Shut the Front Door!

We’re on an exterior mission to fix up the house’s curb appeal before we lease the house.  Here is step one!

Ready….set….lookatourterriblefrontdoor!!!!!!!

It’s pretty sad and pitiful, isn’t it?  We heard from several of our neighbors that this door had been “knocked in” by the previous owners.  Something about being a foreclosure and them trying to get in and “steal” things from the bank (like the kitchen sink and all of the appliances).  Pretty sure they won “Homeowner of the Year” award in a parallel universe.  Oh, and we still haven’t traded out the Sheriff’s Locks on this bad boy.  We’ve been rocking the two toned handles since 2009!  Pretty sure we win “Homeowner of the Year” in this universe – haha!

But as if all of that weren’t bad enough, the door also faces west and gets all of the prevailing winds and moisture from our rainy Pacific Northwest winters.  Once it’s wet, the sun comes out and bakes it so up close it’s looking a little more like this:

…in other words, kind of warped, damaged and dried out from the sun.  We kind of hemmed and hawed around repairing this door for awhile for God knows why.  First it was because we thought we would need a handyman or carpenter to repair it because it looked like it was “out of true” and we wanted to try and salvage it.  The door looked crooked in the frame but after breaking out our level and straight edges we realized it was the casement that was crooked and not the door – haha!  Classic.  Reminded me of that Shel Silverstein poem about the kid who has wavy hair and eventually shaves it all off only to discover he just has a wavy head.  Well, we definitely weren’t going to tackle repairing the casements (that takes a calibre of skill that neither of us have and a can of worms that we didn’t have handy).  So that kind of gave way to the fact that we could go ahead and try refinishing the door and then seeing what happens.  After all, replacing this door is not an option.  It’s a full 8′ tall and as expensive as they come so may as well try to give it some spit polish…

So we removed the door:

…which gave Maggie a perfect perch to monitor all of the goings on:

…and then Dr. J got to sanding it down so it was smooth as a baby’s behind – literally took like 20 minutes:

…then it was into our secret stash of stains and paints and we found a leftover stain from….mystery project?  It may have been leftover from when we finished the Ikea Countertops for our desk in the office but we really don’t remember.  In other words – it was free.

Then we let it dry, sanded, poly-ed, sanded, poly-ed, replaced the door hardware and VOILA!

How’s that for some updated curb appeal?  Not bad for a quick weekend project that only cost us the cash to replace the locks.  Is it perfect?  No.  But we’re renting this house from here on out so it doesn’t have to be perfect for us.  It just has to look good!  And since we’ve purchased a nice storm door to protect it, we’re hoping that this finish will be nice and protected from the elements – fingers crossed.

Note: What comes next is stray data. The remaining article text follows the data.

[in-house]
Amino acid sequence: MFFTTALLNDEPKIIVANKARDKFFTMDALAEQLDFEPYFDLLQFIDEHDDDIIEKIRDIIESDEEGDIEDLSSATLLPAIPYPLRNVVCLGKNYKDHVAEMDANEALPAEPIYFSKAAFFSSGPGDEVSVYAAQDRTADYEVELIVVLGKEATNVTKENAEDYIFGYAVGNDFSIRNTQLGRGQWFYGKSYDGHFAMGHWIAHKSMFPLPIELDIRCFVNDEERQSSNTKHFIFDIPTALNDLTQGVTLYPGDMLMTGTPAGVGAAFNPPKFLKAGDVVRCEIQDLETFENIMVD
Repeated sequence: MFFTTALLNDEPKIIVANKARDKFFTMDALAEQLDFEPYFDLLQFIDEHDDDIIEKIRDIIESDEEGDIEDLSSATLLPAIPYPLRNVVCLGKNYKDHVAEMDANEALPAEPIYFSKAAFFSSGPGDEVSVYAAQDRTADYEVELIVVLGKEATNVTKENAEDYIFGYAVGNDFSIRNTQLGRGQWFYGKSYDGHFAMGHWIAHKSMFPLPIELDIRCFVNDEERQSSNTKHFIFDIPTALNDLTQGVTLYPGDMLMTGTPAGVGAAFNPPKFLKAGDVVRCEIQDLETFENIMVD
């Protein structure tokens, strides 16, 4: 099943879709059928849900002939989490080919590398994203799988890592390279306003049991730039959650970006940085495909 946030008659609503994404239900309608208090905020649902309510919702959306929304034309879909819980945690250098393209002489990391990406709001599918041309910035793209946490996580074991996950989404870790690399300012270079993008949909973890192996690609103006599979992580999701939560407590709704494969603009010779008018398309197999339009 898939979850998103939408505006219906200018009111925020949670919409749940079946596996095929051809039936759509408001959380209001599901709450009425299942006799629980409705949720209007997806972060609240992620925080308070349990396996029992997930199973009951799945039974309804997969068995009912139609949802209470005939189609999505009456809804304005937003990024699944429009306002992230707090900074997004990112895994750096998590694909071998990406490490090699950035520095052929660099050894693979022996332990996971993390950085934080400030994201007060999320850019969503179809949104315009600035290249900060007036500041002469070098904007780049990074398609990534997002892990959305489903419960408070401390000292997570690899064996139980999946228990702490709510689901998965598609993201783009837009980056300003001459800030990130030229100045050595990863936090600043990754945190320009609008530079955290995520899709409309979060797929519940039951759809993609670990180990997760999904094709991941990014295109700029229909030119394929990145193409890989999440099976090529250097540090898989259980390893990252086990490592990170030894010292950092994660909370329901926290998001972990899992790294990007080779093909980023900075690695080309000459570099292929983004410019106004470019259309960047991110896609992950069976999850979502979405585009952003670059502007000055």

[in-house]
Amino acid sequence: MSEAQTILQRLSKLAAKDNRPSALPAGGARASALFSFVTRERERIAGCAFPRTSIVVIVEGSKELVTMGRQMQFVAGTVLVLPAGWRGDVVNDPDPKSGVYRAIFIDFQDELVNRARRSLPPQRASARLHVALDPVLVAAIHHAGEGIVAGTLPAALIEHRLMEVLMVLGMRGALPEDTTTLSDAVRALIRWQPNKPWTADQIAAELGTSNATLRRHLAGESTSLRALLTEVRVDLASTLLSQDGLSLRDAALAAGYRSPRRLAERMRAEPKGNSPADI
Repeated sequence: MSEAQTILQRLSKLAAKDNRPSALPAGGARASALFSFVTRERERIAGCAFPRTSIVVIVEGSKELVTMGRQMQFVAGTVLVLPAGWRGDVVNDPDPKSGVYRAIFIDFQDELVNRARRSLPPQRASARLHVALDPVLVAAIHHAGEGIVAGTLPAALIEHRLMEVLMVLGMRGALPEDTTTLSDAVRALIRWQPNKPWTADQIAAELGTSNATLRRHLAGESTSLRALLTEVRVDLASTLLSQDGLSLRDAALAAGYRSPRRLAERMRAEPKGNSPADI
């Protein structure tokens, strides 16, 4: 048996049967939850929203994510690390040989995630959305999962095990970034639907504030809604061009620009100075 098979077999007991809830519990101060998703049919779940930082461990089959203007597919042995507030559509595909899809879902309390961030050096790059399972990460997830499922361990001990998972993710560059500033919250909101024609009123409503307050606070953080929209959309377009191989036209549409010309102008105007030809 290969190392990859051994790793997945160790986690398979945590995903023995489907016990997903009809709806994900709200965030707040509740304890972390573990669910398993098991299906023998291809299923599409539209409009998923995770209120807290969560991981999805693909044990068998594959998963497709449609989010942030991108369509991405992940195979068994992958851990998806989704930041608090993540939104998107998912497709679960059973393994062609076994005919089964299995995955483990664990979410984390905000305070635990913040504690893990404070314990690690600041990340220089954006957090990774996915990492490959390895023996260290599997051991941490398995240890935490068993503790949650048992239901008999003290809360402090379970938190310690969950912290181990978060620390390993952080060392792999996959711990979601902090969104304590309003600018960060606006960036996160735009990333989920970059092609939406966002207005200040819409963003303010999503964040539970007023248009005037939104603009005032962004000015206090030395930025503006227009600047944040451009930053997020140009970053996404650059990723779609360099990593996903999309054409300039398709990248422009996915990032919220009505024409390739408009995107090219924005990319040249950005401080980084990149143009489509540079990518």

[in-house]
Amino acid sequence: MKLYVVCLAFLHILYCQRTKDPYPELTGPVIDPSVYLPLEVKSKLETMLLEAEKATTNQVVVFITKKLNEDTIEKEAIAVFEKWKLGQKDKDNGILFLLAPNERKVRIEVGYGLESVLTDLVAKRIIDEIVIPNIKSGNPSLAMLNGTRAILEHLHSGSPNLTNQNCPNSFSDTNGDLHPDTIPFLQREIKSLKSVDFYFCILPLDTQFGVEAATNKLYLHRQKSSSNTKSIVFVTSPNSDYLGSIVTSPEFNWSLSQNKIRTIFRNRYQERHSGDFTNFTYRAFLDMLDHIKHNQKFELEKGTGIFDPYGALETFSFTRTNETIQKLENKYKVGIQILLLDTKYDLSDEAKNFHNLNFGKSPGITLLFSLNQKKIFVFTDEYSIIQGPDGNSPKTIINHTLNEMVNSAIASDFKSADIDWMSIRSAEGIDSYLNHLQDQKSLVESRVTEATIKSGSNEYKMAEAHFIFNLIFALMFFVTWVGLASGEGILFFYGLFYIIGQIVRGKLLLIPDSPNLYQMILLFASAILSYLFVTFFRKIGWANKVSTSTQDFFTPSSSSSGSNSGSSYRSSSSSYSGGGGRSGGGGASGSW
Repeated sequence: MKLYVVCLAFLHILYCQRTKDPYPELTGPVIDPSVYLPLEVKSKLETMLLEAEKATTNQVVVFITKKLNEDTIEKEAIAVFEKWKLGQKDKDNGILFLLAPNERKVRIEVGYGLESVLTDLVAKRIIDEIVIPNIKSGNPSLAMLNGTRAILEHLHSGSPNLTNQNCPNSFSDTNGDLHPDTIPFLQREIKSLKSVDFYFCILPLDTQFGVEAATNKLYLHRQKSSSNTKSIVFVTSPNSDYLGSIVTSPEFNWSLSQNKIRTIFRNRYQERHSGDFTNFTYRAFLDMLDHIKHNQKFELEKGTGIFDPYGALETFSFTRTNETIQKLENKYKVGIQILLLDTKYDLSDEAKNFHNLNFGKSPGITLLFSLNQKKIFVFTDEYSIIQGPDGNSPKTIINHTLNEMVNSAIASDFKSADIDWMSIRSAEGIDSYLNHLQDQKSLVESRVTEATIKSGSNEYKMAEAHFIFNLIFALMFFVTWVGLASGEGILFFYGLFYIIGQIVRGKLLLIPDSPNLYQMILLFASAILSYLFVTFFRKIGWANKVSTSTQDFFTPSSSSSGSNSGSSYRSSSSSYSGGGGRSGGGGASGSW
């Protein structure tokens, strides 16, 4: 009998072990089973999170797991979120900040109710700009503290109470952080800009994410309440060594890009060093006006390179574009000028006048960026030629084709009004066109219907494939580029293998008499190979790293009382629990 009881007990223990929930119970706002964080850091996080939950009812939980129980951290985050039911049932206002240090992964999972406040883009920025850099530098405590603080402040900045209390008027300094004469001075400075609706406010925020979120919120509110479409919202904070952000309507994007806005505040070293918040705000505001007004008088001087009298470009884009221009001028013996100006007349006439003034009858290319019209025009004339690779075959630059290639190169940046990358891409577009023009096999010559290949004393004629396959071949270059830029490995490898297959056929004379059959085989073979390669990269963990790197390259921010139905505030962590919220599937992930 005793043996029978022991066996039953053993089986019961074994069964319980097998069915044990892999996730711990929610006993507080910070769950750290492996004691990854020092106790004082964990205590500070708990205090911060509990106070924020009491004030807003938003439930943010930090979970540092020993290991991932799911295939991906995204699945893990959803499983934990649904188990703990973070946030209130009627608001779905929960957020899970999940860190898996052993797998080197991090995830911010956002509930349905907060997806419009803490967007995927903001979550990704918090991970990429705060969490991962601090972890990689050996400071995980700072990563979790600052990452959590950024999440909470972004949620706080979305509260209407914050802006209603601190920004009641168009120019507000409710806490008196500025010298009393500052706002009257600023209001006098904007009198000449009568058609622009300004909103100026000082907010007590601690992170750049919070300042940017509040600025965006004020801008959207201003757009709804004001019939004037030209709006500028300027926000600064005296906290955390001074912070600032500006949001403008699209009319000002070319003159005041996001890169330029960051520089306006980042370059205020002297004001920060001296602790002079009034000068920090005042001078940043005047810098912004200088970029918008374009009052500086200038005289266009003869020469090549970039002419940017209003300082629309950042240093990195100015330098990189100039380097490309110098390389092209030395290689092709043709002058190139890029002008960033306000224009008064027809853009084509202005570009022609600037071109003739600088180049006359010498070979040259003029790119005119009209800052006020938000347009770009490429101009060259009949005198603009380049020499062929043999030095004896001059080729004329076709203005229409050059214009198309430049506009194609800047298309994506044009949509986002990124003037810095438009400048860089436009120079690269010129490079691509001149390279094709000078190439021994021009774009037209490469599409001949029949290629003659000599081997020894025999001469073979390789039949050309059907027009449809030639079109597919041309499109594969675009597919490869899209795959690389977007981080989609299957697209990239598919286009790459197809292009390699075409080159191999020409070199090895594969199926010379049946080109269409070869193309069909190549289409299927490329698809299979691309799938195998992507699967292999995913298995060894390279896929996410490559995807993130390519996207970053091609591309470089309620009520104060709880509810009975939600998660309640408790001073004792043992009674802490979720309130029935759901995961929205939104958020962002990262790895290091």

Cork floor Redux

I’ve missed writing, I’ve missed all of my readers, and I’ve missed working on my house this summer!  Where have we been?!?  Can you say “crazy is the new normal”?  Let’s just say that we’ve been busy spending time and money on everything BUT the house and so there isn’t much to report.  And to give you a slight glimpse into the craziness that has been our lives lately, I have to share this project that took us two months to complete and it’s probably one of the most inconsequential things we’ve done to the house thusfar!  Hilarious, right?!!  But here goes nothin’!

Do you remember awhile back when we installed the Cork flooring??  You can click on those underlined links over there to remind yourselves.  Go on, I’ll wait…..ok, enough reminiscing!  Basically, we have this huge upstairs hallway that just serves as a pass-thru to all of the bedrooms and our *now* snazz-i-fied upstairs laundry room (pause for a litle bit of eye candy mayhem!):

…but when we installed the floors oh, so long ago (nearly three months of “cork-i-ness” and I am still lovin’ it!!) we left a few items blissfully incomplete and decided that we would get around to it eventually with absolutely no rush needed.  Namely the shoe moldings and toe kicks.  Here are a few pics to show you the goods:

Hallway before shoe molding

Hallway after show molding

I know it’s hard to see…oh, and do you like our dog bowl get-up?  Seriously, our dogs are the most spoiled dogs this side of the Milky Way.  I had this brilliant idea to buy this boot tray from Ballard Designs as a method to corral all of our boots and shoes in a cute-sy Pacific NW kind of way, but when we adopted Tiki, we realized that her “drinking problem” (i.e. – gets more water on the floor than in her mouth) created a perfect opportunity for *my* beautiful boot tray to become an easier-to-clean drink tray – le sigh.  What I wouldn’t do to have a non-drooly dog – and she’s twenty pounds!!!!!  But I digress…..on to more befores and afters…

Hallway before shoe molding

Upstairs hallway after